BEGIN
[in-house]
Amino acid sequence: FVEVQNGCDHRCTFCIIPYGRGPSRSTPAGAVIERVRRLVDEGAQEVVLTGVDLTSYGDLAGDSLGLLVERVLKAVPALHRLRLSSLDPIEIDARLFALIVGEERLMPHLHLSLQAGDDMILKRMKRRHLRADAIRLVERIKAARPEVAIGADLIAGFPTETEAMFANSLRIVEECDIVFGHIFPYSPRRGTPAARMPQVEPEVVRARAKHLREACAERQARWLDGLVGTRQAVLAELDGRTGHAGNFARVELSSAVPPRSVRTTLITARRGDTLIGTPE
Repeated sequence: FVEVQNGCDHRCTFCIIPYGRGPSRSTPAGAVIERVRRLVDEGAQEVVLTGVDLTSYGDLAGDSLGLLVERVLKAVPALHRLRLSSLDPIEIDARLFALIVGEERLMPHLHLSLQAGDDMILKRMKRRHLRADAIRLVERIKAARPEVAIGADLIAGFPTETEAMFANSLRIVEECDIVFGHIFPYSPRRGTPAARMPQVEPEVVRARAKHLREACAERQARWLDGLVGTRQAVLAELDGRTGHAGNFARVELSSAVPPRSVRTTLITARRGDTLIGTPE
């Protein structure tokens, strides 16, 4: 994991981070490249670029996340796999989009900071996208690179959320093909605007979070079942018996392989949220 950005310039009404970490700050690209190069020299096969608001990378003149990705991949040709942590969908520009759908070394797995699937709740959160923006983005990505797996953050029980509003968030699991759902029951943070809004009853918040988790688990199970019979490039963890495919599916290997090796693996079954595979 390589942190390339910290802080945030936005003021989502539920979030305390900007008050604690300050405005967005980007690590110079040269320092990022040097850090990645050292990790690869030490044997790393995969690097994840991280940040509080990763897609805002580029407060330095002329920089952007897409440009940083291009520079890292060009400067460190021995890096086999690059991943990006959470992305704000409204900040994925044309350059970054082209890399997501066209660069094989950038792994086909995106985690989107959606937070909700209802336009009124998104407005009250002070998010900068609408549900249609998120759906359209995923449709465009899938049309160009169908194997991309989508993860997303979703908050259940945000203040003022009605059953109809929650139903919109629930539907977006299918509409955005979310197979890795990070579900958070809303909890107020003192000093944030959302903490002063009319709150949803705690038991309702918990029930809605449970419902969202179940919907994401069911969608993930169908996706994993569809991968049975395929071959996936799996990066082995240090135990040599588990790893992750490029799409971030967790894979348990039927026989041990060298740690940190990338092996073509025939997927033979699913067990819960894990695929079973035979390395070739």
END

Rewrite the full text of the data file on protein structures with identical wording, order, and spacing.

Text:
[in-house]
Amino acid sequence: FVEVQNGCDHRCTFCIIPYGRGPSRSTPAGAVIERVRRLVDEGAQEVVLTGVDLTSYGDLAGDSLGLLVERVLKAVPALHRLRLSSLDPIEIDARLFALIVGEERLMPHLHLSLQAGDDMILKRMKRRHLRADAIRLVERIKAARPEVAIGADLIAGFPTETEAMFANSLRIVEECDIVFGHIFPYSPRRGTPAARMPQVEPEVVRARAKHLREACAERQARWLDGLVGTRQAVLAELDGRTGHAGNFARVELSSAVPPRSVRTTLITARRGDTLIGTPE
Repeated sequence: FVEVQNGCDHRCTFCIIPYGRGPSRSTPAGAVIERVRRLVDEGAQEVVLTGVDLTSYGDLAGDSLGLLVERVLKAVPALHRLRLSSLDPIEIDARLFALIVGEERLMPHLHLSLQAGDDMILKRMKRRHLRADAIRLVERIKAARPEVAIGADLIAGFPTETEAMFANSLRIVEECDIVFGHIFPYSPRRGTPAARMPQVEPEVVRARAKHLREACAERQARWLDGLVGTRQAVLAELDGRTGHAGNFARVELSSAVPPRSVRTTLITARRGDTLIGTPE
């Protein structure tokens, strides 16, 4: 994991981070490249670029996340796999989009900071996208690179959320093909605007979070079942018996392989949220 950005310039009404970490700050690209190069020299096969608001990378003149990705991949040709942590969908520009759908070394797995699937709740959160923006983005990505797996953050029980509003968030699991759902029951943070809004009853918040988790688990199970019979490039963890495919599916290997090796693996079954595979 390589942190390339910290802080945030936005003021989502539920979030305390900007008050604690300050405005967005980007690590110079040269320092990022040097850090990645050292990790690869030490044997790393995969690097994840991280940040509080990763897609805002580029407060330095002329920089952007897409440009940083291009520079890292060009400067460190021995890096086999690059991943990006959470992305704000409204900040994925044309350059970054082209890399997501066209660069094989950038792994086909995106985690989107959606937070909700209802336009009124998104407005009250002070998010900068609408549900249609998120759906359209995923449709465009899938049309160009169908194997991309989508993860997303979703908050259940945000203040003022009605059953109809929650139903919109629930539907977006299918509409955005979310197979890795990070579900958070809303909890107020003192000093944030959302903490002063009319709150949803705690038991309702918990029930809605449970419902969202179940919907994401069911969608993930169908996706994993569809991968049975395929071959996936799996990066082995240090135990040599588990790893992750490029799409971030967790894979348990039927026989041990060298740690940190990338092996073509025939997927033979699913067990819960894990695929079973035979390395070739």